Can you really pay your student loans with a credit card? Yes, you can. It's not ideal for every situation, but paying student loans with a credit card can help you earn thousands of rewards points that can be used for travel, gift cards, and more. Learn how to do it the right way here.

Can You Pay Student Loans with a Credit Card? Here’s How.

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I’ve graduated from college – twice.

You see, I wasn’t smart enough to listen to my parents the first time around. They urged me to pursue a major that would actually lead to a job. I stuck to my stubborn guns and graduated with a theatre major instead.

Ah, youth.

A few years into my acting career, I realized that I hated auditioning. I also hated being broke. Although theatre and film gigs pay really well when you’re famous, everybody else – especially those who are just starting out – needs a day job just to scrape by.

Faced with the combo of making peanuts and hating auditioning for new jobs, I decided to head back to school.

“But Greg, how did you pay for all these years of schooling?” you ask.

You guessed it – more student loans.

Destroying Your Student Loan Debt

Now, I’m not going to tell you that I was a hundred thousand dollars in debt after college. My student loan story isn’t that interesting or devastating. I didn’t have any servicing nightmares with FedLoan. I wasn’t forced to move back home. But, nonetheless, student loan payments were something that crippled me financially.

If you’re like I was, you’ve got thousands in student loan debt hanging around your neck. Those payments may seem normal, probably because almost everybody has them. But, it’s debt like this that could be holding you back from living your life to the fullest.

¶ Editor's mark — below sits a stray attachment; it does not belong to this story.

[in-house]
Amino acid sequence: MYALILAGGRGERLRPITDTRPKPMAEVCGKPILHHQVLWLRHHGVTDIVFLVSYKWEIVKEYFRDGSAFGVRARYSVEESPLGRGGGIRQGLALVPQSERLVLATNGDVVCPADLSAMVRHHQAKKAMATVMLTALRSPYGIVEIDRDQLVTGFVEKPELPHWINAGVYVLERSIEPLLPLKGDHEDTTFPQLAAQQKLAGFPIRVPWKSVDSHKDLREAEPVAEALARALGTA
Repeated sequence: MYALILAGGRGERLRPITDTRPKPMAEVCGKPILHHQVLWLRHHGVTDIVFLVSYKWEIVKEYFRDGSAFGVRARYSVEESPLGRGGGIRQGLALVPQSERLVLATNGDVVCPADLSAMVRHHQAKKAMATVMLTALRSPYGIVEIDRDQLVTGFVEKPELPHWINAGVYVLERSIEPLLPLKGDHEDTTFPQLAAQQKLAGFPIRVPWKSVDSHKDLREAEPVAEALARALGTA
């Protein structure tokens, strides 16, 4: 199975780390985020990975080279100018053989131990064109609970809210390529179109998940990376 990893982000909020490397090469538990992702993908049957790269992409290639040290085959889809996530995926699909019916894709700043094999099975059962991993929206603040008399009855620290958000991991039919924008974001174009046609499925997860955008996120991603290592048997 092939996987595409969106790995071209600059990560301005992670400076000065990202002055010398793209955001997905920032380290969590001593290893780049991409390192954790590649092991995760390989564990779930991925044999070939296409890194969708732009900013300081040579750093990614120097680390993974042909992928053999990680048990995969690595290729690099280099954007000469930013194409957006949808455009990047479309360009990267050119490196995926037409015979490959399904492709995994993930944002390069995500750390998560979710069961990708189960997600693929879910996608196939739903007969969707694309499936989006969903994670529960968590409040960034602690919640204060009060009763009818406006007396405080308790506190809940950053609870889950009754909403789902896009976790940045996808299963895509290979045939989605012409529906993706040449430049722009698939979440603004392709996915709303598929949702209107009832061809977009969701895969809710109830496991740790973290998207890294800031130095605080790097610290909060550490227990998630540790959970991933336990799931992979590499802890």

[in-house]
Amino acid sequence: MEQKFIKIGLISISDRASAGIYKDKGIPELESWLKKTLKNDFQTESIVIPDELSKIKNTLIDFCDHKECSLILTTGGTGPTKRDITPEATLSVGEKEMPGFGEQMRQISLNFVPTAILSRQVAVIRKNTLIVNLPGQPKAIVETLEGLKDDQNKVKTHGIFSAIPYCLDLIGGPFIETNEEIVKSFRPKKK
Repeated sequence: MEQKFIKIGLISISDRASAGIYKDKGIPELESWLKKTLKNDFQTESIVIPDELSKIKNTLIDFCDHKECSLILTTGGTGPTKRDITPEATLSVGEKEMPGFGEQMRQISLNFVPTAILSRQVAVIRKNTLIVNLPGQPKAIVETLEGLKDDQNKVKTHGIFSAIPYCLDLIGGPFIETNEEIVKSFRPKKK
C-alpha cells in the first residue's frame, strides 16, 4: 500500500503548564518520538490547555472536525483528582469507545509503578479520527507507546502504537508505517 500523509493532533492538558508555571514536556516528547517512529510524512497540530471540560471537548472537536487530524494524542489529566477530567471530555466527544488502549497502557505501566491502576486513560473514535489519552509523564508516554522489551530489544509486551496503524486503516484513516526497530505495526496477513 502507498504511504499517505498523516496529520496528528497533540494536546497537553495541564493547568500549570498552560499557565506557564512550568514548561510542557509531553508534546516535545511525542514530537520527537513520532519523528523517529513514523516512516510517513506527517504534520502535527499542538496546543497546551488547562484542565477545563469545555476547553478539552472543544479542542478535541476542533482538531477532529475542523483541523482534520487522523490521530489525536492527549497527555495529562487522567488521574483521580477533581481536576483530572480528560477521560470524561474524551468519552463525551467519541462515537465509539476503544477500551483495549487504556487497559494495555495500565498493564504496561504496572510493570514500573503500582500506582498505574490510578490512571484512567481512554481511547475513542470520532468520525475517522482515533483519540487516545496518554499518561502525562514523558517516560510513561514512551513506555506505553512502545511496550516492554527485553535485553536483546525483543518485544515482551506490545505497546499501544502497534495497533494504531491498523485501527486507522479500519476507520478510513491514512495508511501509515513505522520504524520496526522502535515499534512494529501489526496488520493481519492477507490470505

Think about it: What could you do with that extra $500+ a month that you’re currently paying toward your student loans? Think of all the money you could save if you didn’t have to make those payments. Buying a house, saving for retirement, or planning that trip to Europe you’ve always dreamed of could suddenly be within reach!

Related: This Month’s Top Student Loan Refinancing Rates

That savings is real money, and it goes directly into your pocket. In fact, saving is often easier (and better) than earning just a little more. That’s why I highly suggest destroying your debt as quickly as possible.

The faster you get rid of your debt, the more you’ll have to put toward meeting your financial goals. Consider using a process like the debt snowball and get started right away.

How to Pay Student Loans with a Credit Card

Now, based on the title of this piece, you’re probably wondering if you can pay student loans with a credit card.

Here’s the answer: Yes. Yes, you can.

“Wait, didn’t you just tell me to pay off my debt as fast as possible?”

I did and you should…but I also want you to make the most of your spending. Credit card rewards can help you do that.

When earned and used responsibly, credit card rewards can help you earn thousands in free travel, gift cards, and more. We’ve used them to travel the world for pennies on the dollar. They’ve helped us hit popular destinations like Paris, Rome, London, Jamaica, Aruba, and more – practically for free.

Now, with a balance as big as your student loans, it would be a shame if you didn’t take full advantage of it, right? Wouldn’t it be nice if there was a way you could pay off your student loans AND earn a ton of credit card rewards for doing it?

Unfortunately, your lender probably won’t let you pay down your student loan directly with a credit card. Thankfully, there is another option. It’s called Plastiq, and we think it is awesome.

Plastiq makes it easy to use your credit card to pay any type of bill. It’s especially useful for paying off big items like student loans and mortgages. Heck, we used it to pay off our mortgage, and we earned thousands in credit card rewards doing it.

It’s super simple to get started too. Just link a great rewards card to your Plastiq account, and direct Plastiq to make a student loan payment on your behalf. Your bill will get paid, and you’ll also earn credit card rewards for doing it.

How it Works